It Comes At Night: NZIFF Review
Cast: Joel Edgerton, Carmen Ejogo, Kelvin Harrison Jr, Christopher Abbott, Riley Keough
Director: Trey Edward Shults
Balancing tension, claustrophobia and paranoia in equal measures, Trey Edward Shults' film It Comes At Night is a chamber piece for the doomsday preppers among you.
Opening with an old man struggling to breathe before he's put in a wheelbarrow and unceremoniously rolled out by gas-masked unknowns, accompanied by a red jerry can and a gun, It Comes At Night goes for the gut-wrenching right away, a veritable sucker punch to the "This could be any of you" ethos that punctuates its survivalist core.
Revealing the gas mask wearers to be a family, headed up by patriarch Paul (Joel Edgerton, bearded and downbeat), It Comes At Night zeroes in on their isolation in a house in the woods. With his wife (Ejogo) and son Travis (Harrison Jr) in tow, Paul's family unit is embedded into this post-apocalyptic world.
But when Christopher Abbot's desperate Will breaks in to their house one night, seemingly searching for supplies for his wife and child, a ticking time bomb of suspicion and mistrust is placed within this tight-knit unit.
And things are further exacerbated when Will brings his brood back to the house....
Less an outright horror, more a creeping insidious terror, It Comes At Night is perhaps more a psychological experience than a full-on fright fest.
It helps that surrendering to Shults' rhythms is the way to settle into this sedately-paced film that lies on soundtrack and palpable tension to ratchet things up. With claustrophobic close-ups and wide shots of corridors and an ominous red door in and out of the house, the dread is easily created early on.
Shults uses his weary-looking cast to ramp up an atmosphere of unease that's as menacing as it is frustrating, though an over-reliance on differently aspect-ratioed dream sequences involving Travis' night terrors punctuate way too much of this film as it unfolds.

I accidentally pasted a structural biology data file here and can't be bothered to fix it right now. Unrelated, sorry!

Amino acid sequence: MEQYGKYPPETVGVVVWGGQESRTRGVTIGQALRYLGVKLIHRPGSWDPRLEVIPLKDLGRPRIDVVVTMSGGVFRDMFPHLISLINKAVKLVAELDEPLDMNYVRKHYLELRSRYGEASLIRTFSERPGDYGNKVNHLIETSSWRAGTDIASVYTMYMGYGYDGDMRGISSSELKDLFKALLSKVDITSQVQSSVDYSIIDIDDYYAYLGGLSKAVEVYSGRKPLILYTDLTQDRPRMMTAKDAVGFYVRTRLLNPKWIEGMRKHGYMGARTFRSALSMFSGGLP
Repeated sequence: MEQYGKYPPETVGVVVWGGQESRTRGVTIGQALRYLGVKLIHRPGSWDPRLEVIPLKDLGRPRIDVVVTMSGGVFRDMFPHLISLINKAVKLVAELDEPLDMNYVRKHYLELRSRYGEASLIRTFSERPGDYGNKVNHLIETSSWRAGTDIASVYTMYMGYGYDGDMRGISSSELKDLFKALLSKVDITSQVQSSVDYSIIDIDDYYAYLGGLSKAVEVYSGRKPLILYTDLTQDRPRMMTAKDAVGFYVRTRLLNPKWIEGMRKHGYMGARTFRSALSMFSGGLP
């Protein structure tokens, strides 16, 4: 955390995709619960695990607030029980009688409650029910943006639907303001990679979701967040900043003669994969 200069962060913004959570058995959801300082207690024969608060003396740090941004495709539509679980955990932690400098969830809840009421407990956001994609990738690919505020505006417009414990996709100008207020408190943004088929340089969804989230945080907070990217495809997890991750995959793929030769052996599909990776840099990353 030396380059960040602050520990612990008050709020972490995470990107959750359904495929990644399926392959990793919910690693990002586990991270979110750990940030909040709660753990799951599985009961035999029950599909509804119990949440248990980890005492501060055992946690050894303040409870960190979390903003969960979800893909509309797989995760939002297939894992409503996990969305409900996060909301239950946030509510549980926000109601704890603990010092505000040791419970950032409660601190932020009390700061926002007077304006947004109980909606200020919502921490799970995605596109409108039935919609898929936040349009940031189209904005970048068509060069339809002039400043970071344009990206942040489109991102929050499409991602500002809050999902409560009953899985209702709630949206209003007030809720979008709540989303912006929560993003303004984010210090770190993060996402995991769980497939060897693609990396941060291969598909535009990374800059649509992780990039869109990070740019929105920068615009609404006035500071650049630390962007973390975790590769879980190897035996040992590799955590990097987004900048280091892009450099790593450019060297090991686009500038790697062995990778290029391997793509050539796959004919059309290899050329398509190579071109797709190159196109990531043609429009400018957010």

Bleak and desolate it may be, while relying on the hoary trope of the unseen menace within the woods and that's always at arms-length, It Comes At Night uses its sparing sense of fear to reasonably terrifying effect. Dialogue propels great amounts of the implied ambiguity within as the survivalist nightmare reaches to a crescendo.
It's not exactly the kind of film which is going to leave many feeling bright and breezy, though with the reminder of a constant fear from the Doomsday Clock edging ever closer to midnight in these current climes maybe informing the NZIFF's desire to programme this, it does seem scarily prescient.
Abbott and Edgerton make for uneasy bedfellows as Will and Paul, and Travis' mixing of sexual awakening with a creeping sense of voyeurism at the new family (in particular, the wife played by The Girlfriend Experience's Riley Keough) proving to be a heady mix of uncertainty, there's more than enough to creep out those watching.
Fundamentally slow (despite its brevity and 90 minutes run time) and distinctly unsettling, It Comes At Night may prove to be a polarising film festival experience, but its quietly devastating voyage is deep-rooted in singularly human basic instincts - and is all the more terrifying for it.